Lessons learned are like bridges burned,
You only need to cross them but once.
~ Dan Fogelberg, 1977
If we were young parents we’d be proud but protective right now. We’d want everyone on our Facebook page to notice how truly close we came, but also be embarrassed by some of our early weekly postings. Now we tell ourselves that following the second birth, we’ll be much better prepared to to deal with the tremendous demands.
Okay, enough of the simplistic similes or mortifying metaphors: the question is… have the Chiefs learned their lessons?
So, what are the takeaways from the Kansas City Chiefs 2015 season? Did the team learn anything from advancing to the brink of an AFC championship game?
Let’s take a look at a few we hope they learned from.
Are there lessons to be learned from…
… losing to New England while quarterback Alex Smith throws the ball 50 times but only produces 246 yards and 1 touchdown?
The Chiefs team ran the ball for 135 yards that day but 44 of those yards came from the quarterback position, on nine carries. That leaves 91 yards for all other rushers on the team combined. Also, adding the 9 running plays by quarterback Alex Smith means he was the primary producer on 59 out of 82 total offensive plays, or 72%. When one person becomes three-fourths of your offense… there is likely to be a problem.
So, what was that problem? Did the Chiefs run out of enough other dynamic offensive weapons?
The answer to that may come from the Chiefs leading receiver that day who happened to be there 4th receiver on the depth chart, the soon to be 33 years old, Jason Avant. Avant, who had 15 total receptions all season long, but had 4 catches that day, said in a post game interview, “I give 100% all the time, every time I step out there. I just don’t get the opportunity.”
Isn’t that the way it’s designed? Not to have the leading receiver be your 4th receiver… but to have your #1, #2, or #3 guy… be the one to step up. Your #4 guy shouldn’t get many “opportunities” if #2 and #3 are quality receivers… in the case your #1 WR goes down. When your 4th receiver on the depth chart is the one attempting to pull the team from the ashes… it’s probably not going to work. And, it didn’t.
Lesson Learned #1: Make sure your roster is stocked with more than one #1 wideout who is taxing opposing defenses. Otherwise, you’ll be asking too much of those who have too little to give, especially when everything is on the line.
Will the Chiefs learn the lesson this off-season? I believe so. I’d be surprised if the WR corp doesn’t have a new member in 2016 when opening day arrives. Maybe two. After all, there are many, many talented wide outs in this year’s draft.
Are there lessons to be learned from…
… the two teams who made the Super Bowl who both have exceptional defenses but only one of their offenses is exceptional?
Perhaps it’s a tired maxim to say that “Defense wins championships” but this year it’s true that defense is what has propelled these two teams all the way to the last game of the season.
So, what is to be learned from this? Does that mean the Chiefs should do more to keep an excellent defense together more than they should fix their offense?
First of all, the Kansas City Chiefs must continue to secure the services of players… and/or prospects… who they believe can win a championship. Without a defense that is at least “as good” as the defense they fielded in 2015, the Kansas City Chiefs will not be competing for the Lombardi next year.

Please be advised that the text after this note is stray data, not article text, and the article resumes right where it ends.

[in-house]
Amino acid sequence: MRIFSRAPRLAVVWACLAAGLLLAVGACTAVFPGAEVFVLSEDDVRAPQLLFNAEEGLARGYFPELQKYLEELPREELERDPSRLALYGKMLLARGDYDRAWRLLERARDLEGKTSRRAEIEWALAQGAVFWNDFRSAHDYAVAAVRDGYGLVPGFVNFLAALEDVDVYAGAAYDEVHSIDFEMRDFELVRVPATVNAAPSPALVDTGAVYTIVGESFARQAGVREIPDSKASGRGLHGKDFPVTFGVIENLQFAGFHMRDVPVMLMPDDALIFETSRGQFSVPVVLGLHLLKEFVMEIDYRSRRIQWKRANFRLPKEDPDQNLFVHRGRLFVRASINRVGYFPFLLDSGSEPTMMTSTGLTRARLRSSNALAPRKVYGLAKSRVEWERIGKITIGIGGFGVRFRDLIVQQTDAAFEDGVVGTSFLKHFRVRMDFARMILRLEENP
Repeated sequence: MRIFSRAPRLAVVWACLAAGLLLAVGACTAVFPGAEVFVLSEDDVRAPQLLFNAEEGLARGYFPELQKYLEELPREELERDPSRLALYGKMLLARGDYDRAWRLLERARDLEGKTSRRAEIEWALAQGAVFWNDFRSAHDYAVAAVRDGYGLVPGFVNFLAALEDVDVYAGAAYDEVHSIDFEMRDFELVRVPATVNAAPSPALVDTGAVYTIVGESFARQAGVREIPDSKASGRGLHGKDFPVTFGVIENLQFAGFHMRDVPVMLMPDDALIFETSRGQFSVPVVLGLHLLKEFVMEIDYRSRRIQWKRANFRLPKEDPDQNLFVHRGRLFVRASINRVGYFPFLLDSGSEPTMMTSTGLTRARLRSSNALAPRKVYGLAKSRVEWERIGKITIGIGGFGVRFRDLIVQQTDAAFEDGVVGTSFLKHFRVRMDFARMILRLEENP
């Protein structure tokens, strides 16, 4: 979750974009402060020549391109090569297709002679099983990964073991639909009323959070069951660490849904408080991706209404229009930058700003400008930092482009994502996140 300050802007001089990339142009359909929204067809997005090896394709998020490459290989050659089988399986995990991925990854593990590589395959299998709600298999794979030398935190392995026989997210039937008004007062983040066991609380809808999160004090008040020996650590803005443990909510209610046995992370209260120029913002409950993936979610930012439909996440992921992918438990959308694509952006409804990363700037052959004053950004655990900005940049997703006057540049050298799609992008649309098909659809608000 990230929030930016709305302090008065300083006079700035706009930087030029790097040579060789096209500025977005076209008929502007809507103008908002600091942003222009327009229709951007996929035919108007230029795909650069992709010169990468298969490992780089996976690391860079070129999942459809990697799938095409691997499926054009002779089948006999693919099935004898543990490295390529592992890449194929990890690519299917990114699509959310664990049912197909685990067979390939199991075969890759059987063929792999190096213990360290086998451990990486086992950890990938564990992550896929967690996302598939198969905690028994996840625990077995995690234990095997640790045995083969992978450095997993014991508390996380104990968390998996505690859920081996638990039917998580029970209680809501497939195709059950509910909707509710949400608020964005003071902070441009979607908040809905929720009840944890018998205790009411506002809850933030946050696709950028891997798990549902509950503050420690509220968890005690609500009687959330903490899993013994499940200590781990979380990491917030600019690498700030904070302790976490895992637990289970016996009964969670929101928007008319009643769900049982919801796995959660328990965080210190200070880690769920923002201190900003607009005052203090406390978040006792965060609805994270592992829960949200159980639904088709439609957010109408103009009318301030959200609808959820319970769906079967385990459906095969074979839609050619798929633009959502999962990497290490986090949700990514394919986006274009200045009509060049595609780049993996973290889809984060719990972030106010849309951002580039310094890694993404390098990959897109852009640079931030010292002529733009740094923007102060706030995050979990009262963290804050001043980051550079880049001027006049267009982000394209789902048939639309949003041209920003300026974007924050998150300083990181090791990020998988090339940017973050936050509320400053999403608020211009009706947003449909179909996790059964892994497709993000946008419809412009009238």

Many will disagree on how to approach “fixing the defense” or, “keeping the defense together”… but if you look at the two offenses in the Super Bowl you may believe, as I do, that the Chiefs offense is better than the Broncos. Consequently, if the Chiefs defense takes a step backwards in 2016, the offense that was just unable to produce a win in New England will likely be in the same position again simply because they will be forced to produce more than they are capable of producing.
The big financial challenges come on the defensive side of the ball this offseason, so those need to be addressed… first.
There also seem to be a greater number of positions in question on the defensive side of the ball. Whereas, with the offense, not to state things too simplistically, come down to needing a first rate, good hands, excellent route running, speedy wide out… plus an excellent starting offensive lineman on the right side, albeit a right guard or a right tackle will do.
In any event, molding the offense appears to be a one or two local artist’s job… while rendering the defense looks like a job for a Rembrandt or possibly a Van Gogh. One will cost a few draft picks but the other will cost an ear and a leg.
Certainly, John Dorsey and Andy Reid have outlined their off-season plan by now. While I’m convinced they are aware of the plethora of high quality defensive tackles in this draft I’m hoping they realize a bird in the hand is worth… enough to keep Jaye Howard in red & gold.
I have no desire to turn this into a Jaye Howard vs. Dontari Poe debate… but given a choice, I believe I’d go with Howard. While Poe typically pushes the pocket backwards… Howard penetrates the pocket. Also, I believe Howard’s lateral quickness is better against the run. Both players require a double team to be stopped so for me this gets down to who can be afforded best as the team attempts to put together a championship roster who’s budget can be lived with. Since I believe Howard can be had for less… especially with the potential for continued back issues with Poe…. if it comes down to Howard or Poe… I’m going with Howard.
Also, a top defensive tackle drafted this year can be developed and be ready to step in in 2017 if Poe is gone by then.
Lesson learned #2: Make sure you fix what is the most broken… first. The defense needs to be addressed first and foremost or it won’t matter how much you spend fixing the offense.
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